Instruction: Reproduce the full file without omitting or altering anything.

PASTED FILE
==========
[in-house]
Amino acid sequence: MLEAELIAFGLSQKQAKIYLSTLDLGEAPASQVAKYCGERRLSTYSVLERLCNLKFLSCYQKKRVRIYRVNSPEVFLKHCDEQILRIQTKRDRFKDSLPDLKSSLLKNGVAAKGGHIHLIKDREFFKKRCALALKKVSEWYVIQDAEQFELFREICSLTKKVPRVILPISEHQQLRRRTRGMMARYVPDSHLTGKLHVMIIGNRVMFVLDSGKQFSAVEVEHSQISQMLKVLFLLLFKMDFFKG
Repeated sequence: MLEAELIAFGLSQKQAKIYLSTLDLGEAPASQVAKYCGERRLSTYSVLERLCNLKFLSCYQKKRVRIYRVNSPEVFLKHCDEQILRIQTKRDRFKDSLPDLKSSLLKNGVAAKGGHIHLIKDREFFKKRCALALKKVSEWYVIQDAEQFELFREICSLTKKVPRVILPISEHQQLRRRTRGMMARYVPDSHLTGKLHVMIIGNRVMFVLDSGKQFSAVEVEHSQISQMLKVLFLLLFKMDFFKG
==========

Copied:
[in-house]
Amino acid sequence: MLEAELIAFGLSQKQAKIYLSTLDLGEAPASQVAKYCGERRLSTYSVLERLCNLKFLSCYQKKRVRIYRVNSPEVFLKHCDEQILRIQTKRDRFKDSLPDLKSSLLKNGVAAKGGHIHLIKDREFFKKRCALALKKVSEWYVIQDAEQFELFREICSLTKKVPRVILPISEHQQLRRRTRGMMARYVPDSHLTGKLHVMIIGNRVMFVLDSGKQFSAVEVEHSQISQMLKVLFLLLFKMDFFKG
Repeated sequence: MLEAELIAFGLSQKQAKIYLSTLDLGEAPASQVAKYCGERRLSTYSVLERLCNLKFLSCYQKKRVRIYRVNSPEVFLKHCDEQILRIQTKRDRFKDSLPDLKSSLLKNGVAAKGGHIHLIKDREFFKKRCALALKKVSEWYVIQDAEQFELFREICSLTKKVPRVILPISEHQQLRRRTRGMMARYVPDSHLTGKLHVMIIGNRVMFVLDSGKQFSAVEVEHSQISQMLKVLFLLLFKMDFFKG